Benefits of School Inclusion
One of the benefits derived by learners with special need from inclusion is increased opportunities of meeting role models who will facilitate the development of good morals and virtues. Some of the role models include teachers who are met in class and inspire the learners while alternatively fellow peers may also influence the special needs students positively. Similarly, development of good social and adaptive behaviors is enhanced by interactions with other students who practice similar virtues. This also creates a conducive environment for improving interpersonal communication and other skills. Encouraging play and discussions among the students has an even greater impact on the achievement of better communication skills.
This is especially substantial where the learner is unable to express him/herself verbally such that they may incorporate other aspects of communication to relay the information (Westwood, 2003).The inclusion environment is quite challenging as it encourages competition among the different categories of learners. This is quite stimulating such that learners who were originally reluctant to participate in discussions become more active. The challenges posed by competing with other learners who do not have disabilities are enough to make the learner with special needs prove they are equally talented. They will thus be stimulated to work harder and in the process they will achieve not only their academic goals but also their dream careers.
Consequently, the environment also helps in discovery of talents and special interests especially with the help of other students who lead normal lives. This is further boosted by presence of a time table that offers a variety of activities thus, increasing the chances of identifying and developing more skills. Some of the items the may be scheduled in the inclusion class could be quite different from the activities in the special need class therefore a variety of new things becomes even more challenging. This also encourages maximum participation out of curiosity as well as out of eagerness to explore new avenues of fun and learning (Feretti, 2001)Inclusion classes allow the special needs learner to make more friends outside in class as well as outside. In the process of making more friends, experiences are shared such that they are able to learn more as well as learn about new things outside the classroom setting.
Sharing of new experiences helps them understand their situation and appreciate the fact that they are people who are living with severe conditions hence no need to get worried about their status. The interactions are also a major breakthrough in understanding their weaknesses either academic or social and their newly acquired friends may help them get over their weaknesses. Sharing of experiences is paramount to opening opportunities for relevant counseling sessions from professionals as it will be easier to understand various problems. Peers are also able to identify the things which annoy their disabled friend and they are able to avoid such scenarios. This is made possible by increased chances of interaction during lessons as well as during recess.Most important of all, inclusion in schools creates a sense of belonging to the students with disabilities such that they are able to feel as part of the larger community (Snyder, 2001).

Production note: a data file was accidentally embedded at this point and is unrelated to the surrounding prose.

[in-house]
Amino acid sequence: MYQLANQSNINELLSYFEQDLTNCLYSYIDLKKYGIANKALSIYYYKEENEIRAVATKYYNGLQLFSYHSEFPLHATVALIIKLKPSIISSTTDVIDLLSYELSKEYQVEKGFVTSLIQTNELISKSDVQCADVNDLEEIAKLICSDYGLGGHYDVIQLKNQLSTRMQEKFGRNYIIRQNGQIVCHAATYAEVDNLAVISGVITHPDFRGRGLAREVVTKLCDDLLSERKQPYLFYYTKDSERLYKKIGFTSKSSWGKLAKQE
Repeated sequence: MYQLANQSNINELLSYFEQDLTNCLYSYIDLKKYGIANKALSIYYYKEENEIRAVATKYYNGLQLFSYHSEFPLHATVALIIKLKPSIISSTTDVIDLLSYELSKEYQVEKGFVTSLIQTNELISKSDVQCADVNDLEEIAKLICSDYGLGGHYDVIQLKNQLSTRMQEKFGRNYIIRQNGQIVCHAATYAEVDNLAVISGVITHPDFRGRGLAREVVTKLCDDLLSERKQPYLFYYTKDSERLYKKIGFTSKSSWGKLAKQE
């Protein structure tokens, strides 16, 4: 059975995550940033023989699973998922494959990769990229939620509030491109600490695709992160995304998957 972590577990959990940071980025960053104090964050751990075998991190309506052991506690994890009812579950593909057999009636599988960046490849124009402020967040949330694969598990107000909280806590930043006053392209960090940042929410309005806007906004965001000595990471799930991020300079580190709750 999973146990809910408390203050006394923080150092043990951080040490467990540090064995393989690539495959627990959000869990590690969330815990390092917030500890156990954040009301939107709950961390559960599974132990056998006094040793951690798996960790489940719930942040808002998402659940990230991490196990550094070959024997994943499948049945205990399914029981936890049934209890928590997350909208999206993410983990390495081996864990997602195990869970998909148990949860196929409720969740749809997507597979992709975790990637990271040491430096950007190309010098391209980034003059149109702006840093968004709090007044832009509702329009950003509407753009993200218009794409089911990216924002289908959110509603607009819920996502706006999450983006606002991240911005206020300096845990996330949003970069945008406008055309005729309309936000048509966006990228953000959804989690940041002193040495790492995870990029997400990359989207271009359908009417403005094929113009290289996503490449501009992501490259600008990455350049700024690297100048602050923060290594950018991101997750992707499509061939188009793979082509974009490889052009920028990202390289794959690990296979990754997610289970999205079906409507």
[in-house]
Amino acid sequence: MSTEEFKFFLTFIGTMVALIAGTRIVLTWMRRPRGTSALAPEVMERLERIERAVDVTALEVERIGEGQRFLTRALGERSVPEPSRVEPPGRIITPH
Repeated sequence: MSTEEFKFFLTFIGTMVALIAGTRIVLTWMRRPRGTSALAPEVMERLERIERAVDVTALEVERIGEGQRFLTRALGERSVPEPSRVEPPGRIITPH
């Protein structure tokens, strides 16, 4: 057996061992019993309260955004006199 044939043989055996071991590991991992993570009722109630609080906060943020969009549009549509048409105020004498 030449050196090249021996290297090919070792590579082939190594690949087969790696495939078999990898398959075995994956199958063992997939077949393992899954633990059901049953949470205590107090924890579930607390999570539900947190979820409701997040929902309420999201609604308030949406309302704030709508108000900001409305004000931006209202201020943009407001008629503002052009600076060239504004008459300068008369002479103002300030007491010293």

Alternatively, the interaction with other students who do not require special attention makes them forget their disabilities if only for a minute and they are able to explore more dimensions which may not be presented by special needs school. The delegation of responsibilities to all students regardless of their physical or mental condition creates a sense of equality and this boost the self-esteem of disabled learners. They are able to appreciate their contribution and this makes them go a step further to being creative or in some cases in establishing their creativity as their confidence is boosted so that they believe they can achieve a lot. In the special needs class, this may not be possible as there is no learner who is different from them who is able to see and applaud the work (Jackson, (2000).
Disadvantages of school inclusion
Special needs learners may pose great problems to the learning environment of regular students in the same class. Some have disruptive habits such as involuntary shouting while the learning equipment used by others such as the Braille machine as well as some speech items which may make a lot of noise in class thus distracting other students. These distractions are mostly felt by learners who do not have disabilities as they are not used to such items. Consequently, some may be curious to know how they operate such that instead of carrying out their private studies they end up hovering around the special needs student trying to see how the machine operates.
Without close supervision thus may cause a lot of mayhem when learners portray more interest on the machines being used by special needs learners rather on their own learning. Thus, inclusion creates a problem to the normal students in terms of uncensored distractions (Purich, Ross, Severino and Zwirz, 2009).The disabled learners may develop a negative attitude towards school, their parents and teachers when they discover that they are expected to compete with their peers who are not disadvantaged as them. Frustrations may be evident in failure to participate in class discussions or poor performance in other academic activities and the students give excuses such as “I have done better than so and so who does not require speech machines like me. So why are you branding me a failure”.